Simon Marsden

Vampires - The Twilight World


‘In all the darkest pages of the malign supernatural there is no more terrible tradition than that of the Vampire, a pariah even among demons.’
The Vampire: His Kith and Kin, Montague Summers (1880 - 1948)
Vampires: The Twilight World

The Vampire, a half-human figure clad in mystery and darkness, has haunted man’s imagination since the dawn of time. The ancient Greeks, Romans, Egyptians and Chinese told tales of demonic creatures and bloodsucking spirits that are considered the precursors of modern-day Vampires. These fears grew in the Middle Ages, during the period of the great plagues, when dark, bloated corpses – so different from the elegant , aristocratic blood-drinkers depicted in later literature – were reported to rise from their tombs and feast on the blood of innocent victims. But it was in the early part of the eighteenth century, in Slavic Eastern Europe, that belief in such legends became so strong that in some areas it created mass hysteria, leading to the frequent defiling of corpses of those believed to be the undead. This region, which included Romania, Hungary, Serbia, Silesia, Moravia, Bohemia and Russia, soon came to be viewed by the West as a ‘land of darkness’ and an ‘abyss of the human soul’. Its notorious vampiric figures such as Vlad Tepes or Vlad the Impaler, the inspiration for Bram Stoker’s Count Dracula, and the sadistic Elizabeth Bathory, the Blood Countess, contributed to this image of supernatural terror that pervaded the population’s folklore.

It is of course hard for us today, in our more civilised and scientifically advanced world, to realise that our ancestors were once genuinely terrified by these unholy bloodsucking creatures who they believed were responsible for spreading the plague, and that some people even feared that they themselves were turning into Vampires. This was of course a time when medical science was in its infancy, and fear and superstition were the only way for people to interpret things that they struggled to comprehend. I wonder how many of today's youthful generation of Vampire enthusiasts, drawn into the genre by the phenomenal success of the many books, films and television series on the subject – The Twilight Saga, The Vampire Chronicles and True Blood to name but a few – can truly grasp the terror that the image of a Vampire evoked in those dark times?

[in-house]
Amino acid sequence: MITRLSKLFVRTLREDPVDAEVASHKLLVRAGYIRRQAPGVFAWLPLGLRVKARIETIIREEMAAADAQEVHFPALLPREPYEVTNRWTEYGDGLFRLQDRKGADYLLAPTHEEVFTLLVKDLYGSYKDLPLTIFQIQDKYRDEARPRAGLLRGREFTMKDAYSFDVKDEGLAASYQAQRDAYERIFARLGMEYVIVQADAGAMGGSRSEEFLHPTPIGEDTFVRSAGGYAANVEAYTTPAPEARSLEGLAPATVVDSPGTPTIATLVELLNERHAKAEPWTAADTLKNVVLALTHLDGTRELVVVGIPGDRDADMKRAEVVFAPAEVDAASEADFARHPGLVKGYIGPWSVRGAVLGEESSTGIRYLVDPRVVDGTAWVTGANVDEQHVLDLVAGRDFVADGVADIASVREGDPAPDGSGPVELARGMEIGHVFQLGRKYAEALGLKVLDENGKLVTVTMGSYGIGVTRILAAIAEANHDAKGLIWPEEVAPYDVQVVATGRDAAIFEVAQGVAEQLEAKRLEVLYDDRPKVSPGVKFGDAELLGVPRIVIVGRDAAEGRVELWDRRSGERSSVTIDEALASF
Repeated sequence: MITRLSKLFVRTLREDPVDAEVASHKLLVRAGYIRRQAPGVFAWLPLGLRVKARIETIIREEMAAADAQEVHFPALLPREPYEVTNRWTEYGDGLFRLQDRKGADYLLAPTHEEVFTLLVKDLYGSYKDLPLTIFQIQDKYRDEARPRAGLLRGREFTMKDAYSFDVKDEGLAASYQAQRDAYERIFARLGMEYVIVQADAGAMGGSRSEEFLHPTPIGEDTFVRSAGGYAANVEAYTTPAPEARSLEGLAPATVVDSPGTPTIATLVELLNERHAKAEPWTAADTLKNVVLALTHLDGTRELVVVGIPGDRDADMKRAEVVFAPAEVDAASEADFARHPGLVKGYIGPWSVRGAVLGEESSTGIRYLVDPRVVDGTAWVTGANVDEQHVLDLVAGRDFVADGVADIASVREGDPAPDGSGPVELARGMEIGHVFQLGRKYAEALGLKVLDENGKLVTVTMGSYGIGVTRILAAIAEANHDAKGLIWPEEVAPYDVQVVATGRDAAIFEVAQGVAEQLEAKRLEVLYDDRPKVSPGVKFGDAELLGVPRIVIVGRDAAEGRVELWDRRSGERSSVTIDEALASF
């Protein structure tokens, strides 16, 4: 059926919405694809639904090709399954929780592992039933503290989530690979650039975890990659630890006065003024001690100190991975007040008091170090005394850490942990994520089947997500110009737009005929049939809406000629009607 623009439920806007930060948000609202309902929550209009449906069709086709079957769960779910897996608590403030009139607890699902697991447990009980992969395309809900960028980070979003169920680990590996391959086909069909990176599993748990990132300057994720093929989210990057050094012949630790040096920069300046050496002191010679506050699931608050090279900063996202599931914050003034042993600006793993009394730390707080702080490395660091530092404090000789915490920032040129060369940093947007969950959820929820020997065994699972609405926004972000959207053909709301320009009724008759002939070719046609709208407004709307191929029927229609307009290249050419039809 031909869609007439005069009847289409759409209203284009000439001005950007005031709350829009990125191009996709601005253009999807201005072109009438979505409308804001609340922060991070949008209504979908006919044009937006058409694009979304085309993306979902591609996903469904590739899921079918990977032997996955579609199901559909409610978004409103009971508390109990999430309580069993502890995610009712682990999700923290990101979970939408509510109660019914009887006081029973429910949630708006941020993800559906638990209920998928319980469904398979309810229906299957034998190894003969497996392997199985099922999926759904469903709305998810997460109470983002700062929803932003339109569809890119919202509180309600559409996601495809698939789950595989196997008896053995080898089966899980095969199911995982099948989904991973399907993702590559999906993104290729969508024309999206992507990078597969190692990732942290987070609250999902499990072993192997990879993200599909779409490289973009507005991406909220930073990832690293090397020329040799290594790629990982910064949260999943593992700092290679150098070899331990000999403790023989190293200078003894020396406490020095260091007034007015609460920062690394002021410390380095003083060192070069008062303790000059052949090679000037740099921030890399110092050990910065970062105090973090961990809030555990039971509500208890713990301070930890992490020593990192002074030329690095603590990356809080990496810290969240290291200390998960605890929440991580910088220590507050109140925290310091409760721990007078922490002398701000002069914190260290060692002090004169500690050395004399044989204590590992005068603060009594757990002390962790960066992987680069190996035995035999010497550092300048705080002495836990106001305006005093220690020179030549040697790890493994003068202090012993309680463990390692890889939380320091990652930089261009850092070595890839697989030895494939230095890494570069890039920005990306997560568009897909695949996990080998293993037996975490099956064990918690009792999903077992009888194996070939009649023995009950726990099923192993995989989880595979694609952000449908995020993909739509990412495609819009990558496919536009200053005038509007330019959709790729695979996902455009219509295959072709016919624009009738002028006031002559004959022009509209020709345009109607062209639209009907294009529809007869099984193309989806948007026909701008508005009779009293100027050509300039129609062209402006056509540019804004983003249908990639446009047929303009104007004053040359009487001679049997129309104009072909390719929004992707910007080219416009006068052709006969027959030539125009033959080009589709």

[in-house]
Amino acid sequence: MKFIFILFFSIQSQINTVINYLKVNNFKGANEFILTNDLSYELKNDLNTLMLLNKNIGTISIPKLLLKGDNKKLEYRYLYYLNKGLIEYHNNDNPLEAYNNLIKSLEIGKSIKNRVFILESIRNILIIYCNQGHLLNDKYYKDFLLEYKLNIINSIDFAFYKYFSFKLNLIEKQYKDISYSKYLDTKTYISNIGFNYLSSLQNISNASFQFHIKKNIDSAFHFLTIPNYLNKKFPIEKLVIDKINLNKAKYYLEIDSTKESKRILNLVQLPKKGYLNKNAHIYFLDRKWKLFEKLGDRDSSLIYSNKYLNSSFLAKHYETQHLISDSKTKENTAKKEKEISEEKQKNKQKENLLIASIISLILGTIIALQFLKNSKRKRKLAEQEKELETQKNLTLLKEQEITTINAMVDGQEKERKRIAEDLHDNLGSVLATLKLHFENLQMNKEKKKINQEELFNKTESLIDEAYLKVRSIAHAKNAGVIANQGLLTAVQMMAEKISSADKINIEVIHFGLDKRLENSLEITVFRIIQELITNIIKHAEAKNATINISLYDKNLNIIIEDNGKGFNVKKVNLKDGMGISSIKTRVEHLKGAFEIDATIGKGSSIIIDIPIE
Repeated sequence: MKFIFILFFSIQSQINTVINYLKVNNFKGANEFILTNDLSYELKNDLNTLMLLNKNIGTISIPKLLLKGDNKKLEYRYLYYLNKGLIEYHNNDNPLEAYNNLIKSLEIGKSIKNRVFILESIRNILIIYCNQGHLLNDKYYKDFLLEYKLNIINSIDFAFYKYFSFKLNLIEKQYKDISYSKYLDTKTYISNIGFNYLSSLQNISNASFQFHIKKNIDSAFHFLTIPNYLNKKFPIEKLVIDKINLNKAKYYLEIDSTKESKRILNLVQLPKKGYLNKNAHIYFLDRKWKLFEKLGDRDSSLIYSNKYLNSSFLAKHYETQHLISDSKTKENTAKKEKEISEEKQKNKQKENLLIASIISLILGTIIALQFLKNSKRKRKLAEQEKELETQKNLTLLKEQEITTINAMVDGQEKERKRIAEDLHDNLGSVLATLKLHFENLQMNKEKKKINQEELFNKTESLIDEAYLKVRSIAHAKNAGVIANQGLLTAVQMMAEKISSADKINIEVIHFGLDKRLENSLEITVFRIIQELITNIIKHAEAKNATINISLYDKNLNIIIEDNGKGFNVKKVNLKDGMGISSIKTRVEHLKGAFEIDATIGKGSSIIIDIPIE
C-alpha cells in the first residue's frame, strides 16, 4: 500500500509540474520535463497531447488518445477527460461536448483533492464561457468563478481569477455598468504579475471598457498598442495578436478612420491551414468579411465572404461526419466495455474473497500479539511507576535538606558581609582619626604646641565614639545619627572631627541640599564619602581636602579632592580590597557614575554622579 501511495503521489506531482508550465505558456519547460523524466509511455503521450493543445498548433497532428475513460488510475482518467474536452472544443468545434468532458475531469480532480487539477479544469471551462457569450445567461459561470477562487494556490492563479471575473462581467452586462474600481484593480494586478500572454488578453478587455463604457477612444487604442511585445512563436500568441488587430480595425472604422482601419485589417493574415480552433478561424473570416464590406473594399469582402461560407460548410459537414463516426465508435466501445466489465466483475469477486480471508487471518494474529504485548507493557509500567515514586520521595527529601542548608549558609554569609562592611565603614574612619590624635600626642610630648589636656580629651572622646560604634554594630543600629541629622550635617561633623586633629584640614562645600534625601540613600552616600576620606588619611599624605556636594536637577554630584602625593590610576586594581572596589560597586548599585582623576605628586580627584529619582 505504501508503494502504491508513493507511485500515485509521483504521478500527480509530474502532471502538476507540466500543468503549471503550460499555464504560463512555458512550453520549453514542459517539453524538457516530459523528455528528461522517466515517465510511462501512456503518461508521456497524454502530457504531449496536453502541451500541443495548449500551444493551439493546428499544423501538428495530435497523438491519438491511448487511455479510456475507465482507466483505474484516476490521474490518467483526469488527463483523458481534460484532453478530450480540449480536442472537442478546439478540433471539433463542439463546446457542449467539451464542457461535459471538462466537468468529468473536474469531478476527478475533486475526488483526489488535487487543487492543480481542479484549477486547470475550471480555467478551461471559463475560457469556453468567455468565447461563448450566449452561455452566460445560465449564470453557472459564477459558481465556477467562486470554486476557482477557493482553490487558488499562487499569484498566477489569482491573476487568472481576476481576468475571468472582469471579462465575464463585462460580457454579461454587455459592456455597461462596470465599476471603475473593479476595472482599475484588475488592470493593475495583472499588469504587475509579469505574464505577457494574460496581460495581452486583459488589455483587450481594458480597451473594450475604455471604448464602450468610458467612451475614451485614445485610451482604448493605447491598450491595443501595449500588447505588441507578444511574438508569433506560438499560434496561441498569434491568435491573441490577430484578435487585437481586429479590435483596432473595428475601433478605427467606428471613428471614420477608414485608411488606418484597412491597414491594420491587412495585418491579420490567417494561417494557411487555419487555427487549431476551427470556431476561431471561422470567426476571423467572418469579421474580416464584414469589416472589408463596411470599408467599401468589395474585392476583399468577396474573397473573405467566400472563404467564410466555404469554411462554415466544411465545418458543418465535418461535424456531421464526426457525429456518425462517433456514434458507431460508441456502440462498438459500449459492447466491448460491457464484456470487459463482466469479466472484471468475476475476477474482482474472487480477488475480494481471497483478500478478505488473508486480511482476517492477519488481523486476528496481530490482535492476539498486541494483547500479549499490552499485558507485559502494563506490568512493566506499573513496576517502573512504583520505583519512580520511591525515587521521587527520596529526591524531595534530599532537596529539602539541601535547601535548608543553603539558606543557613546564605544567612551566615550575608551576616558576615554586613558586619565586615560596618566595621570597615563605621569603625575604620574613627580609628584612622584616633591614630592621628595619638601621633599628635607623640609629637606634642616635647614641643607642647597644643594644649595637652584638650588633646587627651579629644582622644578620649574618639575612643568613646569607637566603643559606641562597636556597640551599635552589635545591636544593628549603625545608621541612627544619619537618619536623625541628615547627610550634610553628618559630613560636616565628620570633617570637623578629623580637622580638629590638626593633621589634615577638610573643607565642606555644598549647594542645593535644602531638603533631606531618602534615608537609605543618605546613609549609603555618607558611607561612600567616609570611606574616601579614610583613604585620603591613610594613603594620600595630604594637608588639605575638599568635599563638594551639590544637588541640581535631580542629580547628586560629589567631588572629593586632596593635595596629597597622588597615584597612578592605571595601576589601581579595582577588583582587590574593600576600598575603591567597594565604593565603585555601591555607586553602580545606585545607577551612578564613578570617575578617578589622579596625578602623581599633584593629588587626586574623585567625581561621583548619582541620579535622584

In medieval times man saw very few images, so those he did see had a powerful effect on his imagination. What we view in a single day in our modern, technological world, he might see only through the course of a lifetime. With the myriad of sophisticated information available to us, it is easy to think that the ancient world of superstition, of ghosts and Vampires, is now far away and long ago – a thing of the past. But is it? The nights are still dark, winter is still cold, and the future is still unknown …

‘The Vampire lives on, and cannot die by the mere passing of time.’
Dracula, Bram Stoker (1847 – 1912)

Published on October 10th 2011 in:

Hardback only copies are available through The Marsden Archive priced at £20. No more than 2 copies of each book is available to purchase at one time. Sold out!